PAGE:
Furthermore, the rabbi misuses the principle of uman lo mara cheskasei. If it is true that food providers and restaurant owners truly fear for their reputation, why do we require supervision even in kosher dairy and fish restaurants, where the halachic issue of basar shemisalem min ha’ayin (meat that is out of sight) is not a problem? According to his logic, we could simply reply on the public or the market to scare them into compliance with kosher laws. Clearly, this is not the case. Only in a case where there is strong government oversight and enforcement can we use this as a basis for ruling on a food item, as is the case with the heter for chalav stam (milk not supervised by Jews) in the United States (where the USDA is very strict in oversight of dairy production) and in non artisanal bread in France (where the government regulates the production of bread). There is no equivalent oversight organization for Buddhist, vegetarian restaurants in Japan.

The oils and the sauces used in the food are another enormous set of halachic problems. Buddhist restaurants in Japan operate under no “Buddhist halacha,” l’havdil, that forbids them from using any sauce or oil, whether or not it contains animal byproducts. One of the rabbanim based here in Tokyo who supervises the production of kosher soy soyce for export told me of most production lines at soy sauce factories also produce oyster and shrimp based sauces. Hence every foodstuff in this restaurant that was seasoned by soy sauce had a very high probability of coming from a mamash treif production line.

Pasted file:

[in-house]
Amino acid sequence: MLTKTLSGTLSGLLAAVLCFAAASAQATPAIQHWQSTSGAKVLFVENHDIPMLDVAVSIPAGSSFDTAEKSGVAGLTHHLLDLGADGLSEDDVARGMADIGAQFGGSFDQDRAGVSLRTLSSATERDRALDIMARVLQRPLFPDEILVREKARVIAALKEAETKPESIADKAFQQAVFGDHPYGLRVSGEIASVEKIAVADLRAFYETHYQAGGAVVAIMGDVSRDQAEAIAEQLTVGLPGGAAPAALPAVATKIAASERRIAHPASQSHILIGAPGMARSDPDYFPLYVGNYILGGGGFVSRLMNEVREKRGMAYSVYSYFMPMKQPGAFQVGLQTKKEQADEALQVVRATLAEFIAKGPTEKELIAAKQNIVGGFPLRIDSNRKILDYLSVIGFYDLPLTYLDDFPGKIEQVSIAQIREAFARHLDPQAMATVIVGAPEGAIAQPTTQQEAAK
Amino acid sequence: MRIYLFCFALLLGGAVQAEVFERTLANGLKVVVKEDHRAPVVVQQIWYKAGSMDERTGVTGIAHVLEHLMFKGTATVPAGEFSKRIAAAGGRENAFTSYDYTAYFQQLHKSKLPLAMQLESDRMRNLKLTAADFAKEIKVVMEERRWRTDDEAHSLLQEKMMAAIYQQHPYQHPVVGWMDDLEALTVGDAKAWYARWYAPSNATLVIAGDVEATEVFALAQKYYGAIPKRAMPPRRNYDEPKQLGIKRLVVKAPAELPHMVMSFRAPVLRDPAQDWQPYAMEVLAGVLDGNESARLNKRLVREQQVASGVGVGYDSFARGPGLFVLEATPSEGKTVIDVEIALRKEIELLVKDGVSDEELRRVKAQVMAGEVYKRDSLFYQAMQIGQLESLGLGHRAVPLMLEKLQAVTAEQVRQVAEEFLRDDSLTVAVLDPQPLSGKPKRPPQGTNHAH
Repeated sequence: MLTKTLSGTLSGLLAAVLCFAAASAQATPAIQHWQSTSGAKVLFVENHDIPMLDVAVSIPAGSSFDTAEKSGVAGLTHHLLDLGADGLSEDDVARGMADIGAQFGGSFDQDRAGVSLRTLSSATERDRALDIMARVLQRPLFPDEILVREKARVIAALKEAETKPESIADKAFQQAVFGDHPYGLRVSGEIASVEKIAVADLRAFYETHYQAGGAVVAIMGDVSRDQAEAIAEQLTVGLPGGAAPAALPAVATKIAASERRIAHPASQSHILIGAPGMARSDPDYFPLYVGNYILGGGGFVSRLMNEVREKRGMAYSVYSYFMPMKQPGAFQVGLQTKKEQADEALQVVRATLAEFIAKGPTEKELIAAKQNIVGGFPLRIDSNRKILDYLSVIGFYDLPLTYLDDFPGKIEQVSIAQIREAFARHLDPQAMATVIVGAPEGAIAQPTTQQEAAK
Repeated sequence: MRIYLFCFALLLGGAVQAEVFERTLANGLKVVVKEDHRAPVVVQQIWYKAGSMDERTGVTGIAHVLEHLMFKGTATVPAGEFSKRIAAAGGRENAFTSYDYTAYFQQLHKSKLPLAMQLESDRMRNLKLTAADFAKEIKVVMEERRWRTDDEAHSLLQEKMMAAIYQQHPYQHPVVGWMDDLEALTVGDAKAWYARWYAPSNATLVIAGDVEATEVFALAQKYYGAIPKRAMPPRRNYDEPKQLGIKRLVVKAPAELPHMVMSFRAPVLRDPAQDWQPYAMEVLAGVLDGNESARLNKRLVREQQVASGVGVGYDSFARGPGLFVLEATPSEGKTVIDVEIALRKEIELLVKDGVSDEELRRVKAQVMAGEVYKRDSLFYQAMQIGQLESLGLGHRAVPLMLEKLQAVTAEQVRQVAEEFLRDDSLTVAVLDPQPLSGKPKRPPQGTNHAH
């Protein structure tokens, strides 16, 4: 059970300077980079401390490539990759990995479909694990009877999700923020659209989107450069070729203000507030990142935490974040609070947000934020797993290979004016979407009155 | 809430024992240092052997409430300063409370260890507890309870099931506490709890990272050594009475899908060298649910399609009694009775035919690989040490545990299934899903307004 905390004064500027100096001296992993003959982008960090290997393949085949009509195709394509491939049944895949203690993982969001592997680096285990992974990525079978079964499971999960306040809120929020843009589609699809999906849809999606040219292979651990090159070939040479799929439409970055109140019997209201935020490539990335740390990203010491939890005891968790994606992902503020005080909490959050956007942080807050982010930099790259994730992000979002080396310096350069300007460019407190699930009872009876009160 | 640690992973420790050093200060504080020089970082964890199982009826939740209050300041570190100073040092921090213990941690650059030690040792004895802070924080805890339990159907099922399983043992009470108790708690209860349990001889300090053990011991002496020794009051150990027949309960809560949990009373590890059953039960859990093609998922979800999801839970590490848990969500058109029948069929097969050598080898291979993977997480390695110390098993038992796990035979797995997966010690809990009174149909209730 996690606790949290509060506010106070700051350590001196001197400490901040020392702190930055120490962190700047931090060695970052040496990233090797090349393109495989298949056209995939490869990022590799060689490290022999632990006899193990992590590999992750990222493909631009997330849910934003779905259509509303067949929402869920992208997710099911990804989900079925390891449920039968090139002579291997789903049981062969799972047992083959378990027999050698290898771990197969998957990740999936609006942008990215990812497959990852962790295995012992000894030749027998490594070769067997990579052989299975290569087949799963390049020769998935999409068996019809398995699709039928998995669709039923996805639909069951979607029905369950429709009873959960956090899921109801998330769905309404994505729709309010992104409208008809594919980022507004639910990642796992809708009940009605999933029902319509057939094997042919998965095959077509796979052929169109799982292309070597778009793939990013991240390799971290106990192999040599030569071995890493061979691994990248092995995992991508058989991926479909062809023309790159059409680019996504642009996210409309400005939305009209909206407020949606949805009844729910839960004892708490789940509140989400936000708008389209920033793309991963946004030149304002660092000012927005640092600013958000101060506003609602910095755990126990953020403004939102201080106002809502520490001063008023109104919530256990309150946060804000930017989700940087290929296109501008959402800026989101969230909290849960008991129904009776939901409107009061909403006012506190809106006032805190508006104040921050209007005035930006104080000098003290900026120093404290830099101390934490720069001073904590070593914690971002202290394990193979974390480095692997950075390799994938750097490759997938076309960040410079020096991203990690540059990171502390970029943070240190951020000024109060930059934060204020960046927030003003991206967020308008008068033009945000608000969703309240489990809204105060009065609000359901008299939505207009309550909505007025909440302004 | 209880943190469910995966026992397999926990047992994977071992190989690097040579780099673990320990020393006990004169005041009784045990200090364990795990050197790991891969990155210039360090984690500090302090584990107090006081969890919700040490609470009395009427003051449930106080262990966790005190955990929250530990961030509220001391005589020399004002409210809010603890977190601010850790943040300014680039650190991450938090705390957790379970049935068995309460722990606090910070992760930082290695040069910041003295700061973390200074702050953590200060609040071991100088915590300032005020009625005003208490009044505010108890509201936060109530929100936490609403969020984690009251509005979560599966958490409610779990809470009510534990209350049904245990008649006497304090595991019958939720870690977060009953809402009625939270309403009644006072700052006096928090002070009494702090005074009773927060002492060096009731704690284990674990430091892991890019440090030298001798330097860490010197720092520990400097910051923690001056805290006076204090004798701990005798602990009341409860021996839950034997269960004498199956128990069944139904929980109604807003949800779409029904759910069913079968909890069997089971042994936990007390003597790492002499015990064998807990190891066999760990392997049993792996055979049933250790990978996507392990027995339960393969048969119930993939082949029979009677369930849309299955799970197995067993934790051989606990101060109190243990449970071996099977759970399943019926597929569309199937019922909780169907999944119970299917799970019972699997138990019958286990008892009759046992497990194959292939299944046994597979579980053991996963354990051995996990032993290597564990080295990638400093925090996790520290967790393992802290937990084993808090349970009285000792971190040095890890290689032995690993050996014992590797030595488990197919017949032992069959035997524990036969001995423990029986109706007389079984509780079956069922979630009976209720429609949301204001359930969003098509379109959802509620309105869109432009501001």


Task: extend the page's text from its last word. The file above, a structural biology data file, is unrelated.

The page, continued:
Another error that this rabbi made was assuming that “Buddhist principles” conform to “halachic ones.” They do not. Ask a mashgiach at a vegetarian restaurant what he spends his time doing, and he or she will tell you: checking for bugs. There is no principle in Buddhist law of b’dikas sheratzim; vegetarian Buddhist restaurants do not check for bug infestation – and given that all they supposedly serve is “vegetables,” that is a lot of potential bugs! And, as any Torah observant Jew can tell you, eating a whole sheretz brings with it between four and six lavim, and the commentators on the Shulchan Aruch argue that even a crushed or smashed bug which is no longer a bria can assur food — even if it is only the size of an adasha (lentil bean) (see Darche Moshe in Siman 104:1).